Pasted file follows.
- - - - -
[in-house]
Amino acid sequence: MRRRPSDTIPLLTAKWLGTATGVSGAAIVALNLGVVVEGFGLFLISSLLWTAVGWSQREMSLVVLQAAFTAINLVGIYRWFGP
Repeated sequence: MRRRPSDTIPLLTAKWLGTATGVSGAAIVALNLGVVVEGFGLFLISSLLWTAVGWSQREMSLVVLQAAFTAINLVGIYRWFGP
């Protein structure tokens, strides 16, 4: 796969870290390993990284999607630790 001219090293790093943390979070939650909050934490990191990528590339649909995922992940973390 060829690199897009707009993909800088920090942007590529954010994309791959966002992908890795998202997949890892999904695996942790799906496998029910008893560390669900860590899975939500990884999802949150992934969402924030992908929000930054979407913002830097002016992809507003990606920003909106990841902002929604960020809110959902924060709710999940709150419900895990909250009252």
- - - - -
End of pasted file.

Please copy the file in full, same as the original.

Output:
[in-house]
Amino acid sequence: MRRRPSDTIPLLTAKWLGTATGVSGAAIVALNLGVVVEGFGLFLISSLLWTAVGWSQREMSLVVLQAAFTAINLVGIYRWFGP
Repeated sequence: MRRRPSDTIPLLTAKWLGTATGVSGAAIVALNLGVVVEGFGLFLISSLLWTAVGWSQREMSLVVLQAAFTAINLVGIYRWFGP
């Protein structure tokens, strides 16, 4: 796969870290390993990284999607630790 001219090293790093943390979070939650909050934490990191990528590339649909995922992940973390 060829690199897009707009993909800088920090942007590529954010994309791959966002992908890795998202997949890892999904695996942790799906496998029910008893560390669900860590899975939500990884999802949150992934969402924030992908929000930054979407913002830097002016992809507003990606920003909106990841902002929604960020809110959902924060709710999940709150419900895990909250009252």